Texas Shooter is a 17-year-old Greek-American Student

Dimitrios Pagourtzis has been identified as the suspect in the deadly shooting
Pravmir.com team | 20 May 2018

A 17-year-old Greek-American student armed with a shotgun and pistol has opened fire in a Texas high school, killing nine fellow students and a teacher, authorities say, in an attack similar to the massacre at a Florida high school in February.

Dimitrios Pagourtzis is accused of being the school shooter at Santa Fe High School in Texas.

The accused shooter, who also goes by the name Dimitri Pagourtzis, is the son of a Greek immigrant who owns a marine repair company and a mother who works at a medical centre.

His family originates from Karditsa, Greece.

The Texas governor said in a news conference that it’s believed the 17-year-old used guns that his father, Antonios Pagourtzis, had purchased legally, a shotgun and a handgun.

A picture was already starting to emerge of America’s latest accused high school shooter, a 17-year-old from Santa Fe, Texas who barged into an art room clad in a trenchcoat and Army boots. Ten people – one teacher and nine students – died in the horrific attack, according to authorities, who said that the suspect, who is still alive and is in custody, may have planted explosives in and around the school. The victims’ names have not yet been released. Ten others were injured. It’s but the latest school shooting to horrify America in a year that has already seen too many.

The accused shooter’s dad liked the Facebook page of Fox News and NRA spokeswoman Dana Loesch through his own page. The suspect’s mother shared a post that reads “Make America Great Again. Go to Church & Worship God” along with other religious oriented posts. The parents’ other posts do not appear to be focused on politics.

Mr Pagourtzis, was denied bail after he was charged with capital murder and aggravated assault on a public servant.

Mr Abbott said investigators had seen a T-shirt on the suspect’s Facebook page that read “Born to Kill,” and authorities were examining his journal.

But there were no outward signs he had been planning an attack, the governor said.

“Here, the red flag warnings were either non-existent or very imperceptible,” Mr Abbott told a news conference.

Classmates described the Santa Fe suspect as a quiet student who kept to himself and played on the football team.

They also said he wore a trench coat to school on the day of shooting, when temperatures topped 32 degrees Celsius.

Mr Abbott also said the suspect in the fourth-deadliest mass shooting at a US public school had used firearms taken from his father.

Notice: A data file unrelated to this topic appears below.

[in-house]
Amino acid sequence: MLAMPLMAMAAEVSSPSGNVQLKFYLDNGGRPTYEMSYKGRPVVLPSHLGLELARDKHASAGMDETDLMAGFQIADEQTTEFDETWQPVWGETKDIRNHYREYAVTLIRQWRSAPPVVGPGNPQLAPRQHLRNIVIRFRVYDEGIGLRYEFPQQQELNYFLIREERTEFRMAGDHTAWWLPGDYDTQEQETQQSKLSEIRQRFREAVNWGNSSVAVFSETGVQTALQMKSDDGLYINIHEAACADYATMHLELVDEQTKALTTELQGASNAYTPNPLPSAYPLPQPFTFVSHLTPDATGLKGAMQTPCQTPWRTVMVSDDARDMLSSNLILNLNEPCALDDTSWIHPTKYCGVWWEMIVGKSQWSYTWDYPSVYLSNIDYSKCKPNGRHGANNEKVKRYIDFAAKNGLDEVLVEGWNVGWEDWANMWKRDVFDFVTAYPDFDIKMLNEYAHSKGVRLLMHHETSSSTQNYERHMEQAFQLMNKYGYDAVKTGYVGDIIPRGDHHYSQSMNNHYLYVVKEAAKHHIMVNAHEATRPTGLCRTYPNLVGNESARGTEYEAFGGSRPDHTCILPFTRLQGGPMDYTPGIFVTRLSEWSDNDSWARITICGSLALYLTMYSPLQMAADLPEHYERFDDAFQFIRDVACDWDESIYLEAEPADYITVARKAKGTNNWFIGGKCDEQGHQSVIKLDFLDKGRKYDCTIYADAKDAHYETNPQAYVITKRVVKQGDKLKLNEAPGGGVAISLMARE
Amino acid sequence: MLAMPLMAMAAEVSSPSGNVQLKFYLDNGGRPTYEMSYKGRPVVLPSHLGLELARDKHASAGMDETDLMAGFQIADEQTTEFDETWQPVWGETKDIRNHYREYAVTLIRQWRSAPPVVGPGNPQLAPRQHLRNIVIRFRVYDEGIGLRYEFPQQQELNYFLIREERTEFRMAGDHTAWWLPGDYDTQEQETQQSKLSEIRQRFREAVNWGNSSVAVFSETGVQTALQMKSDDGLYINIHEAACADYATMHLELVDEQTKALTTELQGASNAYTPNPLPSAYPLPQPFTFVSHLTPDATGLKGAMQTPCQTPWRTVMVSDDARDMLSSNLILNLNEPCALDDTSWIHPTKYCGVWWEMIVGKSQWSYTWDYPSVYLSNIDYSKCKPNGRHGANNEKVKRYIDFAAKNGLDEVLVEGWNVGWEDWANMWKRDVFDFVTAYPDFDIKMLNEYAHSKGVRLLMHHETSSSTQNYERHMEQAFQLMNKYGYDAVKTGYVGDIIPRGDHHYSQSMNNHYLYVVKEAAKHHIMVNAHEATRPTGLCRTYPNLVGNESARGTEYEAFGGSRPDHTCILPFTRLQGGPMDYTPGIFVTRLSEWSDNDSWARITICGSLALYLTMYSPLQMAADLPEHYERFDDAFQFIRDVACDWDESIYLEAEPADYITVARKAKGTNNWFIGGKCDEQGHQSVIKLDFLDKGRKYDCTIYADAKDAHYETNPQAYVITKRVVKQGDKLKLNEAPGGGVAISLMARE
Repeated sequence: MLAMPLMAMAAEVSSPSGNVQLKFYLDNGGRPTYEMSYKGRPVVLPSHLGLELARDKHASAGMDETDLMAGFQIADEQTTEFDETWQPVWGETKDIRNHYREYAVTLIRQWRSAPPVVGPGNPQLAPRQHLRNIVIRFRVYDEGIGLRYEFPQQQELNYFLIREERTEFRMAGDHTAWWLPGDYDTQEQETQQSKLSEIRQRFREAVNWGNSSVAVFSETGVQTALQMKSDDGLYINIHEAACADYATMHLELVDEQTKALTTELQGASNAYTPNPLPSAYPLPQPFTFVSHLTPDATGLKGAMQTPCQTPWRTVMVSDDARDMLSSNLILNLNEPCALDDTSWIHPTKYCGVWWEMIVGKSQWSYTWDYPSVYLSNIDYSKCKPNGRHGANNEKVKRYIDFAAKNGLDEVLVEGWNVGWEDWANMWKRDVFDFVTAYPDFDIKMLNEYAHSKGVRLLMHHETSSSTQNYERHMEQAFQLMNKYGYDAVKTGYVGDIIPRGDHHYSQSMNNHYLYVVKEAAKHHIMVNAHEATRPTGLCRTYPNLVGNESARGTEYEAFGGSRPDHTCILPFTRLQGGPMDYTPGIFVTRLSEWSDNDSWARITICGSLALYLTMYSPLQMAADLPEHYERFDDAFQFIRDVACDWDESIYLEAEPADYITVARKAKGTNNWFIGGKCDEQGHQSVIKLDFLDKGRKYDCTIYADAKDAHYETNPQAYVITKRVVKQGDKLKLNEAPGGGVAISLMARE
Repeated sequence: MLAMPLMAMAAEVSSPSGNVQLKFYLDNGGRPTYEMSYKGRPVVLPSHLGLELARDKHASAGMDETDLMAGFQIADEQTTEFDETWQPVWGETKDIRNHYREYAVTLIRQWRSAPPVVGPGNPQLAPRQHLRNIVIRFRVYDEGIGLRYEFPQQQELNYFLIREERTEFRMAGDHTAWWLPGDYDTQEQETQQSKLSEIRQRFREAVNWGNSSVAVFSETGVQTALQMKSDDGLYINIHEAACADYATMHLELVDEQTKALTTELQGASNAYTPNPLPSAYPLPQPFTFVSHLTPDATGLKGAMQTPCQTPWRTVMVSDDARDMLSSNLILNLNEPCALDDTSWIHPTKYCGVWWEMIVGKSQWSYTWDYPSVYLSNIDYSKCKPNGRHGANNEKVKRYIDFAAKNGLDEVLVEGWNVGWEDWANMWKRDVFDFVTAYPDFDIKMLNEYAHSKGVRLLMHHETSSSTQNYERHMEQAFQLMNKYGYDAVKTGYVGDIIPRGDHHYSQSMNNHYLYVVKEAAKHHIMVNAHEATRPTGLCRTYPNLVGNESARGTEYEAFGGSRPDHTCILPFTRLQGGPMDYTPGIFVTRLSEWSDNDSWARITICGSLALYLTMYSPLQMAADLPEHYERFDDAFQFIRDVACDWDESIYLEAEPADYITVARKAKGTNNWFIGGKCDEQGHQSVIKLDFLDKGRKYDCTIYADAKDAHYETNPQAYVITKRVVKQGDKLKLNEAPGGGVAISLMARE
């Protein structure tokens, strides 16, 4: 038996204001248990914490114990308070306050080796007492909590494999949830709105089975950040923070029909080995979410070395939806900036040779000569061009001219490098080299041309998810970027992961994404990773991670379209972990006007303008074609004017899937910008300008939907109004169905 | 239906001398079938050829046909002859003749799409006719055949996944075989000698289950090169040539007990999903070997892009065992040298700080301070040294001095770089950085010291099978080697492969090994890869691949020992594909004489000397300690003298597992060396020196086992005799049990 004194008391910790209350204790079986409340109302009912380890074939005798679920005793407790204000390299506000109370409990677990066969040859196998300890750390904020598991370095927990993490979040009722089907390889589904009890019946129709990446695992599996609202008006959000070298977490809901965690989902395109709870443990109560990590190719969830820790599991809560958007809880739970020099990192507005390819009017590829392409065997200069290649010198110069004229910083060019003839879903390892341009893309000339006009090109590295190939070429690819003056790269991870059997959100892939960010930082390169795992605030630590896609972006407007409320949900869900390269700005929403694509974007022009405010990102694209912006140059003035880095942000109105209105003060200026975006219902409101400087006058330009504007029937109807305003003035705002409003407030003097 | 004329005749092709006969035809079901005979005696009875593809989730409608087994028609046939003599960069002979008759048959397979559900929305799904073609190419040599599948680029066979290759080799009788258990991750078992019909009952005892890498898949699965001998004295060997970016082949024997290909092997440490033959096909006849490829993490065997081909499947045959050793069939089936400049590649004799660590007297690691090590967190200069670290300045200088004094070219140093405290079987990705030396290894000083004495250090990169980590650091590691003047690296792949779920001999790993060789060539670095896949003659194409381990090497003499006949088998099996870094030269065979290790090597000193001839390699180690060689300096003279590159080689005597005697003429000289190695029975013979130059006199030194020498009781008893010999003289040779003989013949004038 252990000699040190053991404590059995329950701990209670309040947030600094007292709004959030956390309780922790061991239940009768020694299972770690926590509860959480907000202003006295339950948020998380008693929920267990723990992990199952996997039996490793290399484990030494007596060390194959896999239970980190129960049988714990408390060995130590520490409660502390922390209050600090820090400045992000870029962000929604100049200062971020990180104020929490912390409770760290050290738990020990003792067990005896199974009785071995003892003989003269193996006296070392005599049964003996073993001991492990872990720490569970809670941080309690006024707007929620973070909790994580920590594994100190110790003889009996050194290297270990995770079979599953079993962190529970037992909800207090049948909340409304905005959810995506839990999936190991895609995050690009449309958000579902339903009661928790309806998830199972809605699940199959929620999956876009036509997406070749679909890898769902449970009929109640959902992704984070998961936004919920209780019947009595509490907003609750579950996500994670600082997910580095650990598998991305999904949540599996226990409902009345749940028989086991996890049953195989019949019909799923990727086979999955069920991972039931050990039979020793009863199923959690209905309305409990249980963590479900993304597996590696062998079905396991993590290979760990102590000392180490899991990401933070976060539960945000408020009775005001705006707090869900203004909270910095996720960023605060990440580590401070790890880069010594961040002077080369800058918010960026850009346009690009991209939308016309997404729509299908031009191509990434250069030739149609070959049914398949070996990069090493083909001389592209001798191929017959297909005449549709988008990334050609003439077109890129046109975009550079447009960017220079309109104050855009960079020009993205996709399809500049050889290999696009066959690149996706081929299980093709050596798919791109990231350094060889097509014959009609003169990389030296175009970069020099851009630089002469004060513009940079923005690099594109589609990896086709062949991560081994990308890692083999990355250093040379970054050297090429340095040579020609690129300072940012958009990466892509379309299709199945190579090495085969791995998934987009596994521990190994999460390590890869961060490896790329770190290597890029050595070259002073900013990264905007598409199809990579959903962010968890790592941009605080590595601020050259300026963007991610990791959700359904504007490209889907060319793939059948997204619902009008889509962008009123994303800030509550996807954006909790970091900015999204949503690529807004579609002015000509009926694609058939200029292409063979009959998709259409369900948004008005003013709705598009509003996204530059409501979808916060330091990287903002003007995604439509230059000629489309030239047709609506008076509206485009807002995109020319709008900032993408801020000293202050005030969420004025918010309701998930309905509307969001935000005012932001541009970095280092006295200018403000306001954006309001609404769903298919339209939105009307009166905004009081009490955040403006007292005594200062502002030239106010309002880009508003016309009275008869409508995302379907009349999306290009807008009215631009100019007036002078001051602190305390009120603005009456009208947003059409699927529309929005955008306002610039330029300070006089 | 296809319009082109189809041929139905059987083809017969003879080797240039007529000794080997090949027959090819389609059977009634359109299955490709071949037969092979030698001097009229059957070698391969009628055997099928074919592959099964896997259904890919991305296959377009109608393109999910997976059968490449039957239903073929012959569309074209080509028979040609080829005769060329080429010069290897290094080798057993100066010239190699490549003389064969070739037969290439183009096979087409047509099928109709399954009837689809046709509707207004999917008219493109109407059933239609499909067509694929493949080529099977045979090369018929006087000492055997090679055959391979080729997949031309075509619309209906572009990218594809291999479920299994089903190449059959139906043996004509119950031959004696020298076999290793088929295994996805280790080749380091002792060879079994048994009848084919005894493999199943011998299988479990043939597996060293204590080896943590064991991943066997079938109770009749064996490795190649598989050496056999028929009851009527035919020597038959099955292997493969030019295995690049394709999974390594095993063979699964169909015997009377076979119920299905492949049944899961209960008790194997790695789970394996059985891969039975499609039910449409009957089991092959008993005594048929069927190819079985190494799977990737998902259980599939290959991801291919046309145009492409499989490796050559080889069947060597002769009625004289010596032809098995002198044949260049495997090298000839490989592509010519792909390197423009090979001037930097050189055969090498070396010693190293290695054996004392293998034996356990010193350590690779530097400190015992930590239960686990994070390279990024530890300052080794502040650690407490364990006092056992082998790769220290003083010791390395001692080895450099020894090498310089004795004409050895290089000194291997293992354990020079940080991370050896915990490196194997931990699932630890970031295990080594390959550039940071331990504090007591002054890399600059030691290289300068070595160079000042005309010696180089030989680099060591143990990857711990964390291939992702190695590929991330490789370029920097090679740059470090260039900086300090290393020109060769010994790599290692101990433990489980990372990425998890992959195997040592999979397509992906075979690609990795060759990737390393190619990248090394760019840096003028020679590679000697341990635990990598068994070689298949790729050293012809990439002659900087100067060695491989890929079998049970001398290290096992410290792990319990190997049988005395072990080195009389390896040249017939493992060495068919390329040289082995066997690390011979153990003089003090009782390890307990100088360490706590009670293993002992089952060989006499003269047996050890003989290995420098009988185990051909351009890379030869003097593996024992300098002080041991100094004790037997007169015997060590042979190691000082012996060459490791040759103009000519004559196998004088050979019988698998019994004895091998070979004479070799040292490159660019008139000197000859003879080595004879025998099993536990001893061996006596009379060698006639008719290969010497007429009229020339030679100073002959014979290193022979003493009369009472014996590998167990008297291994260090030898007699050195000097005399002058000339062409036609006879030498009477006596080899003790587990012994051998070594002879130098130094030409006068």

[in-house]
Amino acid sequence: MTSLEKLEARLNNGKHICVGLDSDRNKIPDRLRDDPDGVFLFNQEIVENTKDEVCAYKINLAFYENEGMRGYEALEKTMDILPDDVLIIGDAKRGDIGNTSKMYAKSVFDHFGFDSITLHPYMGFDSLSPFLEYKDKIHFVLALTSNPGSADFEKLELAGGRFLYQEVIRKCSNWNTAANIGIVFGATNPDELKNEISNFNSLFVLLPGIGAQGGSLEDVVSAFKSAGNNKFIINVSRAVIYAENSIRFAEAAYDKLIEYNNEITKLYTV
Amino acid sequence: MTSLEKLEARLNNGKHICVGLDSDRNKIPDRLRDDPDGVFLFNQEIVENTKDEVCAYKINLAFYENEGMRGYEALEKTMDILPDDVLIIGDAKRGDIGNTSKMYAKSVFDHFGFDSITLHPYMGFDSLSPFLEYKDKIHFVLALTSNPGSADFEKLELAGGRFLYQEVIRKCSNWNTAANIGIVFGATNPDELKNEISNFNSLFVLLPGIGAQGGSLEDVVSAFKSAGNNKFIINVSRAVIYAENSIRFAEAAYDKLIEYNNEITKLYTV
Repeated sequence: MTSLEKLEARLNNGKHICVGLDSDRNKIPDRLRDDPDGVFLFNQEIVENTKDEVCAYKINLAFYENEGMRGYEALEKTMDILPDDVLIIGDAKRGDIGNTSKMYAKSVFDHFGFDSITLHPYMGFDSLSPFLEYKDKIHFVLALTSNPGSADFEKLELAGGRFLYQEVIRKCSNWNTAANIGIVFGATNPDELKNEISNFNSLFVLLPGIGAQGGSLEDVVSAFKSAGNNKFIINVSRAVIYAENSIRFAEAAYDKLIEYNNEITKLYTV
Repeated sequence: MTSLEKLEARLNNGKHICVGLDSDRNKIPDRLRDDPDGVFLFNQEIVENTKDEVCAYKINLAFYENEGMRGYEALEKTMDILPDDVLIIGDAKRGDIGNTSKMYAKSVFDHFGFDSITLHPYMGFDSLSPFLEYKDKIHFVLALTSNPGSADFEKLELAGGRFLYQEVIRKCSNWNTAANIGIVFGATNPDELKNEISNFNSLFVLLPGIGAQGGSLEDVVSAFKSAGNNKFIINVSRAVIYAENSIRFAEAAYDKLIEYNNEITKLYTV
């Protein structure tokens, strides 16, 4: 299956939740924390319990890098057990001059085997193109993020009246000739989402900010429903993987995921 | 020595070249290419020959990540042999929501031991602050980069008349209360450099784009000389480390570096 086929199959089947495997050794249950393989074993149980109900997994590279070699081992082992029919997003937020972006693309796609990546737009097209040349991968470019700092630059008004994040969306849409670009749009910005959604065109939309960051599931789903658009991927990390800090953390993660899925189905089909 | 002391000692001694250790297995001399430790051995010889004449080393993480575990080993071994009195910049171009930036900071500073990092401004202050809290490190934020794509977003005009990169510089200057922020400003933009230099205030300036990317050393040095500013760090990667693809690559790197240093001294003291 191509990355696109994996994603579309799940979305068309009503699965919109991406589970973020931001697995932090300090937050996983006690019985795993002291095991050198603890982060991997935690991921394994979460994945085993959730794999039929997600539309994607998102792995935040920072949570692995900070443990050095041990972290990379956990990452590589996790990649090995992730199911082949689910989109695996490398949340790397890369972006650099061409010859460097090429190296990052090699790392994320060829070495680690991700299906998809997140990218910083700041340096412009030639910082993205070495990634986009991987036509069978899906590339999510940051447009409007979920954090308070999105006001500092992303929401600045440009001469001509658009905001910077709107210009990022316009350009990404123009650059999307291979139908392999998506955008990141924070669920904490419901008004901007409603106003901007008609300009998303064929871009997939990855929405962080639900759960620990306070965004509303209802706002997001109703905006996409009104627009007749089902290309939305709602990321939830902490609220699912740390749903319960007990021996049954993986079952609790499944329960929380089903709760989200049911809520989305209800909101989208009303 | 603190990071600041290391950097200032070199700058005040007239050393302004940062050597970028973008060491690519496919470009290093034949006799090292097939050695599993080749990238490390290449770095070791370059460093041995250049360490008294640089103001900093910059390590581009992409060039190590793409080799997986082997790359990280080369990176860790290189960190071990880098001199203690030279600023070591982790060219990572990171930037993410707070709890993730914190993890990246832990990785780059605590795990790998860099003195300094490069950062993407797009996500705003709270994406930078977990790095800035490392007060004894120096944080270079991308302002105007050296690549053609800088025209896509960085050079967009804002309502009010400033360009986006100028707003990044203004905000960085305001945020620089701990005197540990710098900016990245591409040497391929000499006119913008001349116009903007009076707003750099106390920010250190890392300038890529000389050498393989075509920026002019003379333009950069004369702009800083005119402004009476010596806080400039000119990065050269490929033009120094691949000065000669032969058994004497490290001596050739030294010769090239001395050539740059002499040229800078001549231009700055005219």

Michael Farina, 17, said he was on the other side of campus when the shooting began and thought it was a fire drill.

He was holding a door open for special education students in wheelchairs when a principal came bounding down the hall and telling everyone to run. Another teacher yelled out: “It is real.”

Students were led to take cover behind an auto store across the street from the school.

“It was going to happen eventually. It’s been happening everywhere. I was ready to run out but my teacher told me to hide instead so that’s what I did,” another student saidFriday’s assault was the deadliest in Texas since a man with an assault rifle attacked a rural church late last year, killing more than two dozen people.

It comes three months after the February 14 attack in Parkland, Florida, that killed 17.

US Vice-President Mike Pence said he and President Donald Trump were briefed on the shooting.

Mr Pence said the students, families, teachers and all those affected should know: “‘We’re with you. You’re in our prayers and I know you are in the prayers of the American people.”

“This has been going on for far too long in our country,” Mr Trump said.

“We grieve for the terrible loss of life and send our support and love to everyone affected by this absolutely horrific attack.

“My administration is determined to do everything in our power to protect our students, secure our schools and to keep weapons out of the hands of those who pose a threat to themselves and others.”

The shooting is all but certain to re-ignite the national debate over gun regulations.

In the aftermath of the attack on Marjory Stoneman Douglas High School, survivors petitioned city councils and state politicians, and organised protests in a grass-roots movement. Within weeks, state politicians adopted changes, including new weapons restrictions.

In late March, the teens spearheaded one of the largest student protest marches since Vietnam in Washington and inspired hundreds of other marches from California to Japan.

Parkland survivors took to social media to express outrage and heartbreak over the Texas attack.

“My heart is so heavy for the students of Santa Fe High School. It’s an all too familiar feeling no one should have to experience,” Marjory Stoneman Douglas student Jaclyn Corin said in a tweet.

The calls for tighter gun controls that have swelled since the February mass shooting at a Florida high school have barely registered in gun-loving Texas — at least to this point.

Texas has some of the country’s most permissive gun laws and just hosted the NRA’s annual conference earlier this month.

In the run-up to Texas’ march primaries, gun control was not a main issue with candidates of either party.

Republicans did not soften their views on guns, and Democrats campaigned on a range of issues instead of zeroing in on gun violence.

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